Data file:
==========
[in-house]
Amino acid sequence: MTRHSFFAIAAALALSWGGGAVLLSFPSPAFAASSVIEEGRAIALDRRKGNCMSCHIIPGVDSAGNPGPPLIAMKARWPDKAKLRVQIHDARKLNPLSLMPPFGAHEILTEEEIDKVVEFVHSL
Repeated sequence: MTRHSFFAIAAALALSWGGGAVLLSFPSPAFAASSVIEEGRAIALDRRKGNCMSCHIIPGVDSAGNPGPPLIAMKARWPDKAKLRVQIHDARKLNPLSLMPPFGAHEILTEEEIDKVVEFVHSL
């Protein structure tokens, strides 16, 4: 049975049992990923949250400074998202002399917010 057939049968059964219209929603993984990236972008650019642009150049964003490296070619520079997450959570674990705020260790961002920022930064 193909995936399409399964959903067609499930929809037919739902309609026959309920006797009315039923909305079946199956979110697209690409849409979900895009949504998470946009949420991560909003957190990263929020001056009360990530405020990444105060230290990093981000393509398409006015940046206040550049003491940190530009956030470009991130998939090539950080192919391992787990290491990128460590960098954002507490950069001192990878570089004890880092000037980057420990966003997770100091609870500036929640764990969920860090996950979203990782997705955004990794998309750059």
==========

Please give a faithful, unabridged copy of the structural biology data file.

[in-house]
Amino acid sequence: MTRHSFFAIAAALALSWGGGAVLLSFPSPAFAASSVIEEGRAIALDRRKGNCMSCHIIPGVDSAGNPGPPLIAMKARWPDKAKLRVQIHDARKLNPLSLMPPFGAHEILTEEEIDKVVEFVHSL
Repeated sequence: MTRHSFFAIAAALALSWGGGAVLLSFPSPAFAASSVIEEGRAIALDRRKGNCMSCHIIPGVDSAGNPGPPLIAMKARWPDKAKLRVQIHDARKLNPLSLMPPFGAHEILTEEEIDKVVEFVHSL
């Protein structure tokens, strides 16, 4: 049975049992990923949250400074998202002399917010 057939049968059964219209929603993984990236972008650019642009150049964003490296070619520079997450959570674990705020260790961002920022930064 193909995936399409399964959903067609499930929809037919739902309609026959309920006797009315039923909305079946199956979110697209690409849409979900895009949504998470946009949420991560909003957190990263929020001056009360990530405020990444105060230290990093981000393509398409006015940046206040550049003491940190530009956030470009991130998939090539950080192919391992787990290491990128460590960098954002507490950069001192990878570089004890880092000037980057420990966003997770100091609870500036929640764990969920860090996950979203990782997705955004990794998309750059």